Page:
Margot nodded, but wasn’t entirely satisfied. “You’re acting as her Watcher,” she pointed out. “Isn’t her psychological status a matter of legitimate concern to you?”
He shrugged. “You probably noticed I’m not your standard-issue Watcher — I could never be Giles, I’d melt down if I tried, so I just muddle through the best I can and let somebody else pick up the pieces — and Buffy just defines Not A Traditional Slayer.” He shrugged again. “What works for other people would never work for us, which is fair ’cause anybody else would have to be crazy to try and do it our way. Somehow, though, we manage to stagger through every day, and then haul ourselves out of bed for the next one.”
“You’ve done better than that,” Margot said, leaning toward him. “Both of you, whether you were out on your own or together. But mostly together.”
He grinned like a shot fox, as if her very earnestness was a matter for private amusement. “Well, you have to remember, it’s never been just the two of us till now. Back in the ’Dale, she always had a full crew backing her up. I was part of that, and I’m proud of it, but I was just a cog in the machine. Buffy was what it was about, every moment.”
She could have argued; even disregarding single-handed world-saving or the resuscitation of a drowned Slayer, the Watchers’ chronicles recorded precisely one man who had stood alone and weaponless against Angelus, survived, and then gone on to do it again with William the Bloody. Instead she made her smile match his, and observed lightly, “That wasn’t the way Andrew Wells told it.”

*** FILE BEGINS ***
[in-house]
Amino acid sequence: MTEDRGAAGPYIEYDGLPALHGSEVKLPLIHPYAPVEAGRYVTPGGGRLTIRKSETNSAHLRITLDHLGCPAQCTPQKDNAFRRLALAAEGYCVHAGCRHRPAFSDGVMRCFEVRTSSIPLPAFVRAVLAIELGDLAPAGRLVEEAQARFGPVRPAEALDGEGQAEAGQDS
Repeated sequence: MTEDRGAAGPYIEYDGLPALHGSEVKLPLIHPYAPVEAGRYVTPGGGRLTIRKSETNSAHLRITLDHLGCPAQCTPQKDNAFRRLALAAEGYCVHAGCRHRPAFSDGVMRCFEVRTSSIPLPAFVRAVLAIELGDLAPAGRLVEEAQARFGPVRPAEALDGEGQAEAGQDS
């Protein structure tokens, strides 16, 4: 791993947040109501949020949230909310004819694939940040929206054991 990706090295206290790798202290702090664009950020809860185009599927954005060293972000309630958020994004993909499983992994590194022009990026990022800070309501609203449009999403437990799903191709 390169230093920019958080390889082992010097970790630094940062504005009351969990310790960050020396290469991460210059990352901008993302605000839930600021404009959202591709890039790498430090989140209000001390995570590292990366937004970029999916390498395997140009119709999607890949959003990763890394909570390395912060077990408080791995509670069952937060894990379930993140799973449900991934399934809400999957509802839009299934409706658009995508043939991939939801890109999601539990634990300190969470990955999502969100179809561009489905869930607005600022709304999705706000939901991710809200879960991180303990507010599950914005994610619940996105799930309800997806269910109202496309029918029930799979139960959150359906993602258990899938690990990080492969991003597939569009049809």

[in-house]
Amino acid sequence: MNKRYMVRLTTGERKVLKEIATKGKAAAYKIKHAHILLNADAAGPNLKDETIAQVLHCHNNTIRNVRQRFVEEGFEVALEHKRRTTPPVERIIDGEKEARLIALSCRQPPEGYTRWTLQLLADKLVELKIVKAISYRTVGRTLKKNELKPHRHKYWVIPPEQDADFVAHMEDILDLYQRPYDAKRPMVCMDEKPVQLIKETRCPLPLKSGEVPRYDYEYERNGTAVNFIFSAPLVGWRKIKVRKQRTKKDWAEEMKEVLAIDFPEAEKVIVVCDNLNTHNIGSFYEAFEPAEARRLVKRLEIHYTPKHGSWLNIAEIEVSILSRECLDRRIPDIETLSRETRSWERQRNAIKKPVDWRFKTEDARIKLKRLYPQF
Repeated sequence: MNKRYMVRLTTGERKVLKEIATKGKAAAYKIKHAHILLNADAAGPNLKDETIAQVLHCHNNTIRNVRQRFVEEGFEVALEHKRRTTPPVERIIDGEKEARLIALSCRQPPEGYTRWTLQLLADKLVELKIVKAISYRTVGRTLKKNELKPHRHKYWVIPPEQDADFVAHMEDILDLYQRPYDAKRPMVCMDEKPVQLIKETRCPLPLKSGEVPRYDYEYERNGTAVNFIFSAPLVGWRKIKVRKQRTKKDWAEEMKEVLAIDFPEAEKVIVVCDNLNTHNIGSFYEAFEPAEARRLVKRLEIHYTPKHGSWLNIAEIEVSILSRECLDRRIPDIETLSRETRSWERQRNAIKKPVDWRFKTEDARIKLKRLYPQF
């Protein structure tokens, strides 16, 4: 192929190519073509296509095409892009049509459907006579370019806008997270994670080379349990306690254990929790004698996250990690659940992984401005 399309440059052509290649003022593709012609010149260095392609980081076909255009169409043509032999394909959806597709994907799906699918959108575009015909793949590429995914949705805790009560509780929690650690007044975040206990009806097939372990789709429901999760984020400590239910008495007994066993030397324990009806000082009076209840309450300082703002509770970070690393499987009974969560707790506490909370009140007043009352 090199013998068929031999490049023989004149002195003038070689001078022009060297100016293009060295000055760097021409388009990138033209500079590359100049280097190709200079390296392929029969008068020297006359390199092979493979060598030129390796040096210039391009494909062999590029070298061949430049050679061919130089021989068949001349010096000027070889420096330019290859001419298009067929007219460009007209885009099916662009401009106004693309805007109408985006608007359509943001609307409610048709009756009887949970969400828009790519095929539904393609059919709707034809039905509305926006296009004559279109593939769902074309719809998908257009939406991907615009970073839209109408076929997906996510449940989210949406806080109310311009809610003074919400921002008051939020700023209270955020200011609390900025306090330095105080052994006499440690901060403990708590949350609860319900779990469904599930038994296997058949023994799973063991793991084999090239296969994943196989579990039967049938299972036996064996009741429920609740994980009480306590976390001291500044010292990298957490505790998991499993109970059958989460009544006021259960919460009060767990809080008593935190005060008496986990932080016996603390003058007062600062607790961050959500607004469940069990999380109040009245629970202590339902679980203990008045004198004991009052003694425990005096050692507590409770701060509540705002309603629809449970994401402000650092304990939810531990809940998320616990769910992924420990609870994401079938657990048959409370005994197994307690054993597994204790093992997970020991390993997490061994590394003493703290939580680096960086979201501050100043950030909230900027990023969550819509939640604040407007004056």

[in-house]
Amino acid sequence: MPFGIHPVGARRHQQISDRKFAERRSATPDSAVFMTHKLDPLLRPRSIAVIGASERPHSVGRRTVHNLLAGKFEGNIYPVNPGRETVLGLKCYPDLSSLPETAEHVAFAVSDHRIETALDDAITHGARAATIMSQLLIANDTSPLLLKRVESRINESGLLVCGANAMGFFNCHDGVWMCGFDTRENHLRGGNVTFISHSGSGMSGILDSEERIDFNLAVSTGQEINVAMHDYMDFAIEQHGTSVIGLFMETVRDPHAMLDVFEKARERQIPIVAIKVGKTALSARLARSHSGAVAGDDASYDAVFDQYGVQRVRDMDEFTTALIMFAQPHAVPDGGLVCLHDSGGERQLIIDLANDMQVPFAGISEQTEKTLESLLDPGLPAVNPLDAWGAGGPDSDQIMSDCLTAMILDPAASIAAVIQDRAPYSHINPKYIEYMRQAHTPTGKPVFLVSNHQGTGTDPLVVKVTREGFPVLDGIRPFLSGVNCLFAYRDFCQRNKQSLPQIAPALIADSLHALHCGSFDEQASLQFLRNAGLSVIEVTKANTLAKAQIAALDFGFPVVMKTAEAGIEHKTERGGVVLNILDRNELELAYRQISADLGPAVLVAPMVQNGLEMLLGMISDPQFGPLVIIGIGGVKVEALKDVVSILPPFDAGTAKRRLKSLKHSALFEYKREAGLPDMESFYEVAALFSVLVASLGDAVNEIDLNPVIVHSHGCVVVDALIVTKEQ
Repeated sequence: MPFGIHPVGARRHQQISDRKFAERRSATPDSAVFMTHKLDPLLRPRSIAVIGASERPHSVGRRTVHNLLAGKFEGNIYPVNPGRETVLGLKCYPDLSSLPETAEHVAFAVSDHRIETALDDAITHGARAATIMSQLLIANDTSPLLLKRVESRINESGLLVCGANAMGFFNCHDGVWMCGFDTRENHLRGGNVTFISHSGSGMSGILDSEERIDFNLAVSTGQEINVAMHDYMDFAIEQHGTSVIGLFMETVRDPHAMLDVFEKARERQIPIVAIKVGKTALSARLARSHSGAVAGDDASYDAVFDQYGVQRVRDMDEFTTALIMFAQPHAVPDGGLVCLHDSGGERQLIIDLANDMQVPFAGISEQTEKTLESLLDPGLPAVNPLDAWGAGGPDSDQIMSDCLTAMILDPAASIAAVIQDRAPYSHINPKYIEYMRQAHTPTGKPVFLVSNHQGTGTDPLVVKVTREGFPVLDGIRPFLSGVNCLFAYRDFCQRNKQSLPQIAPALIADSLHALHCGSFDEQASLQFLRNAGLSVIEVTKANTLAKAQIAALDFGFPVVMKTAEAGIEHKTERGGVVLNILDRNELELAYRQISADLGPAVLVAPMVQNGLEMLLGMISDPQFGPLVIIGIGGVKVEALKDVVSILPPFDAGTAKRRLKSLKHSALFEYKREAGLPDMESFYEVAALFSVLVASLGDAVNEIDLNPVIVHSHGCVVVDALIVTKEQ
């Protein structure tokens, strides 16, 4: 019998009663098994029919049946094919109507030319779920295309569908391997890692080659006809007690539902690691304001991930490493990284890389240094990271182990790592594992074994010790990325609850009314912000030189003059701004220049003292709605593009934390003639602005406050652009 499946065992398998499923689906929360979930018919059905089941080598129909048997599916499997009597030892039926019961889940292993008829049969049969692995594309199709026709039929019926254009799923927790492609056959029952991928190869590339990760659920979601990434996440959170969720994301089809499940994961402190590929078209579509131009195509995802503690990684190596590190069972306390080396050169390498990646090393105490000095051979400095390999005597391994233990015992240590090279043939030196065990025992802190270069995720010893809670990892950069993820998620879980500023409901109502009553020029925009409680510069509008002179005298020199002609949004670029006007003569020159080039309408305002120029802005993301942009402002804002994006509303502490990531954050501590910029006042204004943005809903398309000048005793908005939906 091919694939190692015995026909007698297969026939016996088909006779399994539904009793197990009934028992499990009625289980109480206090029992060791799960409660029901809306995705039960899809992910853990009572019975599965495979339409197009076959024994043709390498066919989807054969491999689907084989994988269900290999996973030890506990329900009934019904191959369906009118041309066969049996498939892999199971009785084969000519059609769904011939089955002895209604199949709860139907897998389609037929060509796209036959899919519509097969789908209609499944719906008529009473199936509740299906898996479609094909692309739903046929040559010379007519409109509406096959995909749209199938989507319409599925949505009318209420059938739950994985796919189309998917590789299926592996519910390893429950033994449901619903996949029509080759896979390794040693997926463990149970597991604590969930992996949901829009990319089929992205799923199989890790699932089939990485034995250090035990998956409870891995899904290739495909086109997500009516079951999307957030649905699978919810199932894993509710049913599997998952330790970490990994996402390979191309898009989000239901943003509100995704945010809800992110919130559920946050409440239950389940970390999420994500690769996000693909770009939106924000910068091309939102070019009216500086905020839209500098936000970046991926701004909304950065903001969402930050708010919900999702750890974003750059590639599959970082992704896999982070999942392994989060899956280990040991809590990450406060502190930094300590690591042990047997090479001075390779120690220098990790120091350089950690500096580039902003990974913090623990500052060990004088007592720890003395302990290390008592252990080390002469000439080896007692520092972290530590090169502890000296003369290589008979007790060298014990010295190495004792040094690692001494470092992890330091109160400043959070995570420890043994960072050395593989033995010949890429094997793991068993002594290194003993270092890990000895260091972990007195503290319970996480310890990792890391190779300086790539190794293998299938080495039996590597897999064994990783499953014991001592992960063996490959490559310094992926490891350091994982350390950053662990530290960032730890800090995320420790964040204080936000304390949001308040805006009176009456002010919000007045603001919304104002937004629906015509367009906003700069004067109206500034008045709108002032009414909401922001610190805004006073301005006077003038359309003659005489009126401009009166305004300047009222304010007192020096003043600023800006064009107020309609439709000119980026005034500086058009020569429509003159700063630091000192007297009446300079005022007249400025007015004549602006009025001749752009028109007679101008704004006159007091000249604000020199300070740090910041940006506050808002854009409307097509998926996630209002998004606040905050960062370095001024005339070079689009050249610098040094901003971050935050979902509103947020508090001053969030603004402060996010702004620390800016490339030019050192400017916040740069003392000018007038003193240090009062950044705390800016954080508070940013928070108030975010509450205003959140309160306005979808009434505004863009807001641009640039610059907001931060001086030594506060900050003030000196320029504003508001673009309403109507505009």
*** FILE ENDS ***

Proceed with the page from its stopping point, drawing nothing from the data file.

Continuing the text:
And on the instant his face had gone blank, guarded, and his voice was very soft. “You knew Andrew?”
The change in mood was so sudden that Margot had no idea how to adjust. “I, I met him a few times, very briefly … I didn’t know him, but I had studied the anecdotal histories he compiled, hoping to flesh out some of Mr Giles’ more sparse narratives —” Xander swiveled in his chair, not putting his back to her but turning away as if he couldn’t bear to face her in that moment. “I’m sorry,” Margot said quietly. “I know you were close.”
“Close?” He turned back toward her. “I was never close to Andrew. Nobody was.”
“But … he was one of the inner circle after the collapse of Sunnydale, he helped organize the new Council, you all worked so closely together … I thought surely …”
“Yeah, he was inside on the fast track, all right. I never really worked out how that happened.” Xander drew a steadying breath. “Look, Andrew gave the mission everything he had, that’s a fact. The hero-worship made most of us want to throttle him, but I could see he was like that because he really wanted to be better than he was, and he fixed on us as the examples to live up to. And Regina swears he deliberately put himself between her and the S’n’gath, sacrificed himself to give her time to trigger the catalytic rods. If they want to list him on the Roll of Heroes, I won’t argue, because I just don’t know all the details and dying gives you the benefit of a whole lot of doubts.